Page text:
Discover Magazine recently published an article with interesting information about next generation nuclear power plants that contains all of the information that you need to know about why the US Department of Energy is one of the largest employers of scientists in the country yet rarely succeeds in its title mission of providing tools that produce useful energy.
The article starts off with a brief description of the famous four light bulbs at the National Reactor Testing Station near Arco, Idaho that represented the first production of electricity from atomic fission. The reactor used for that demonstration was the Experimental Breeder Reactor Number 1 (EBR-I). The core of that reactor was tiny – not much bigger than an NFL football. It was cooled by liquid sodium and surrounded by a blanket of material that contained uranium 238. The pressure vessel was not much taller than a human being.
The construction project for the building that housed the experimental reactor and the associated laboratories started in 1949. Engineers and scientists from Argonne National Laboratory began installing the reactor in early 1951, started operating it in August of 1951 and began producing useful electricity on December 20, 1951. Though the famous part of that process was when the four light bulbs began glowing, the rest of the story is that the generator was large enough to supply the EBR-1 facility with all of its electrical power needs. The required experiments would produce heat as a routine product; the experiment leaders decided they should capture and use that heat to supply their own power.
At the time that the EBR-I project began, engineers and scientists had only theorized that it was possible to build a machine that could produce heat from both U-235, the readily fissioned, but rare, isotope of uranium and U-238, the uranium isotope that makes up 99.3% of natural uranium.
By 1953, the laboratories associated with EBR I had done the careful analysis of the materials produced in the reactor and determined that every time a U-235 atom fissioned, it produced one atom of Pu-239 from U-238. That meant that the reactor was producing as much fuel as it was consuming and could theoretically operate almost 100 times as long as a reactor that could only produce heat by fissioning U-235.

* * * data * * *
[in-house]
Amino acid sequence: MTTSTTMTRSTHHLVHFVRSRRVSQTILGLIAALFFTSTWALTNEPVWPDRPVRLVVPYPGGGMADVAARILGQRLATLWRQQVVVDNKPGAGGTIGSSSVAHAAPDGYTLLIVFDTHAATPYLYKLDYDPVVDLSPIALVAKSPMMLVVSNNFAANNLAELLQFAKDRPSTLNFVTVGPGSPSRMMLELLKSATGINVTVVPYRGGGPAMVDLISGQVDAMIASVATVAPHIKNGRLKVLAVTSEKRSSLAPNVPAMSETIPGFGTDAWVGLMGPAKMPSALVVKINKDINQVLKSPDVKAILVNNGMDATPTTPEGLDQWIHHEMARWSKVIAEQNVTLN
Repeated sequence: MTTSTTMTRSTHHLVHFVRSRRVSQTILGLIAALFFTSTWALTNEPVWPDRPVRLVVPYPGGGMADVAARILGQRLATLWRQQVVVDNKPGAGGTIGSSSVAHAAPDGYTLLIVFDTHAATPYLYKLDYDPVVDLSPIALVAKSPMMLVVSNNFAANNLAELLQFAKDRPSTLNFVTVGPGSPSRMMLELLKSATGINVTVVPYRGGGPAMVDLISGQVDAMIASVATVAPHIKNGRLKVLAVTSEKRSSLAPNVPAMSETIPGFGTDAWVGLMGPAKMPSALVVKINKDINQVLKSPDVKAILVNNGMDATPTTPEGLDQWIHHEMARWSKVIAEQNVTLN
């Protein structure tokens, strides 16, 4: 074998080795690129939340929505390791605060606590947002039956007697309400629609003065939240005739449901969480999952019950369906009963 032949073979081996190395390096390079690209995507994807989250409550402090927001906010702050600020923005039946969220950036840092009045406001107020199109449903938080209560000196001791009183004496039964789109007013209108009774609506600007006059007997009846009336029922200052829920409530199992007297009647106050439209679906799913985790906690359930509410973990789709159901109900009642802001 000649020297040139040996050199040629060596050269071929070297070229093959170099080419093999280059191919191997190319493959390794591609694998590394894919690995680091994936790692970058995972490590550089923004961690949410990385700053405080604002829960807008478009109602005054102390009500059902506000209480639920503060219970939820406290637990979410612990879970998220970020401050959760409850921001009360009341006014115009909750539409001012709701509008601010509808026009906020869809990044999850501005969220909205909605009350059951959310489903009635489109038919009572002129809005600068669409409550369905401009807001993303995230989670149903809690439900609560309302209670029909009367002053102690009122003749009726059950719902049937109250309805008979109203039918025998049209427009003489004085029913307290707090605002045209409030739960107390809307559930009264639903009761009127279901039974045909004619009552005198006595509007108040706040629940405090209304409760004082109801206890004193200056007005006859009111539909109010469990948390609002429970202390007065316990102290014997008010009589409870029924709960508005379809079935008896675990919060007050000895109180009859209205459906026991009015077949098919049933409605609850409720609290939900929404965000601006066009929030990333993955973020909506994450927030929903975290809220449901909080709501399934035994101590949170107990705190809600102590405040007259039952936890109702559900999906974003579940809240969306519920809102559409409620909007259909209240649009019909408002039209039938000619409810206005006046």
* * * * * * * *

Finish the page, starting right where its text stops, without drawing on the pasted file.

During the next ten years, the engineers and scientists designed and operated three improved cores, each with an improved breeding ratio. By the time they were finished with the experiments, they had proven to themselves through actual testing that it was possible to produce as many as 1.27 atoms of Pu-239 for every atom of U-235 fissioned. A suitably designed breeder could not only fuel itself, but it could produce extra plutonium to serve as the seeds for an ever growing population of atomic fission power plants. During the time that the EBR-I was operating, additional teams built dozens of other experimental plants at the NRTS, others built commercial power stations in the US and the UK, and the US Navy began building submarine and aircraft carrier reactors.
The scientific and experiential knowledge gained by operating EBR-I and performing physical experiments on the materials produced and used in the reactor contributed to an incredible foundation of knowledge about material properties. It also helped develop a large cadre of experienced technicians and operators in addition to the scientists and engineers. The little reactor was decommissioned in 1964 to make room for bigger and better experiments with the EBR-II.
During the time that the engineers and scientists were learning so much about efficiently using the available uranium resources, mining specialists had discovered that the world’s uranium supplies were far more abundant than previously understood. In fact, the resources were so immense that the market was saturated by 1962 and ore prices, which peaked in 1955, were steadily dropping. The US Atomic Energy Commission had to establish plans stretching out its offer to purchase whatever uranium could be found because it was running out of storage space.
That is one of the bugaboos about research projects – sometimes the problem you are trying to solve gets either solved or made irrelevant by others following a different path. That risk increases the more time you spend studying; part of the challenge for new technology development is that the type of problem solvers that get intrigued by research often get so wrapped up in what they are doing that they fail to see the events happening in the rest of the world. (I have been there.)
Let’s go back to that Discovery Magazine article titled New Tech Could Make Nuclear the Best Weapon Against Climate Change. It describes two conceptual projects that have been underway for at least half a dozen years already – the Very High Temperature Reactor (VHTR) and the Sodium Cooled Fast Reactor (SCFR). Neither one is expected to begin operation before 2019.
If the EBR-I team had followed similar timelines, they would have had to start working on their project before fission had been discovered in order to begin operation in 1951. The VHTR and SCFR team members are spending much of their time writing computer codes to simulate the expected behavior of the plants. The plan includes many small scale experiments with fuel and structural materials. There should be plenty of employment for scientists, especially those that enjoy writing code. I also expect that there are plenty of jobs for people who are specialists at defending research budgets in annual appropriations battles.
Neither of today’s projects will be generating their own electricity. My prediction is that by the time the experiments are completed and the code is written, the problems that the teams are trying to solve will be made irrelevant by other developments by more nimble or connected teams around the world.